IT’S NOT EASY BEING GREEN REEN
How green are fuel cell cars?
As with plug-in electric cars, fuel cell vehicles are only as green as the source of their power. Both types have zero tailpipe emissions, but just as an electric car plugged into a coal-powered grid has associated carbon dioxide emissions, a hydrogen fuel cell car can also have a CO2 footprint, depending on how the hydrogen was produced.
The most abundant element in the universe, hydrogen does not exist naturally in large quantities on Earth. It has to be separated from other compounds such as water or fossil fuels. The most common and cheapest way is through “steam reforming”, which mixes natural gas with steam to strip away the pure hydrogen from the water.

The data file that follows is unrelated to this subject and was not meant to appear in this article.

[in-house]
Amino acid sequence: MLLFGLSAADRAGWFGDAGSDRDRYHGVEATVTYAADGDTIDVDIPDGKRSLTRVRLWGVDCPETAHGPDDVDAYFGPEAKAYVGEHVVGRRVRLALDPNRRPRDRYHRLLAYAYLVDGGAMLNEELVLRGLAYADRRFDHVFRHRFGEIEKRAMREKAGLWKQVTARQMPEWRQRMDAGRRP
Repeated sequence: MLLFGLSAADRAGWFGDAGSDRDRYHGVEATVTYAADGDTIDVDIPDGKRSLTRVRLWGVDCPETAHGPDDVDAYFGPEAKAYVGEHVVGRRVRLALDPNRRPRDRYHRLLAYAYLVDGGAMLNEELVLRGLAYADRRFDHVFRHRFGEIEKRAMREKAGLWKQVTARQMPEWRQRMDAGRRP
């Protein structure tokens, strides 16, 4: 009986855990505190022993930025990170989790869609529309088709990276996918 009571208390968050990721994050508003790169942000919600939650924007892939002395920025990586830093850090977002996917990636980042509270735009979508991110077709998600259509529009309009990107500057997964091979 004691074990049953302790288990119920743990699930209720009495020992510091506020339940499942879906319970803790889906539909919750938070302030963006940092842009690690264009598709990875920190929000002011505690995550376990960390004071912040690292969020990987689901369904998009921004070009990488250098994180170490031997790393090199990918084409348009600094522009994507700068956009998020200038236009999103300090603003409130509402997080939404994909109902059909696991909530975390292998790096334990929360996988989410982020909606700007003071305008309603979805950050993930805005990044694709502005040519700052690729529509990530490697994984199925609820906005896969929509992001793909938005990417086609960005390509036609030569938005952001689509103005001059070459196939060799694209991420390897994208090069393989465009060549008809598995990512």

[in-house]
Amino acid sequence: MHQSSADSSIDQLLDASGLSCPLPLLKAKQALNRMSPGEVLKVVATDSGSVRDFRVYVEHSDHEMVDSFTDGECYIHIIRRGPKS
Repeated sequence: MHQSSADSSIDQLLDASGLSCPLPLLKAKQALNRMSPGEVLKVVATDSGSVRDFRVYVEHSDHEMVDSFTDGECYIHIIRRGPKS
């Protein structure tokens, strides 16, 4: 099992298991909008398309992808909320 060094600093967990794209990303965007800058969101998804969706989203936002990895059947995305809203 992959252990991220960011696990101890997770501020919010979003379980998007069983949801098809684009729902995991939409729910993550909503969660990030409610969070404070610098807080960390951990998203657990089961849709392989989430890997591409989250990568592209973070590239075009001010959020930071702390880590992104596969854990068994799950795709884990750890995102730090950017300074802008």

There are downsides. First, the reforming process produces CO2 and, second, the natural gas used is often harvested from shale rock via the fracking process, prompting several environmental concerns. An alternative method is to pass an electric current through water, giving scope to use solar or wind power.
Hyundai’s local refuelling station initially will use hydrogen from the reforming process but the maker aims to switch to solar energy by mid-year.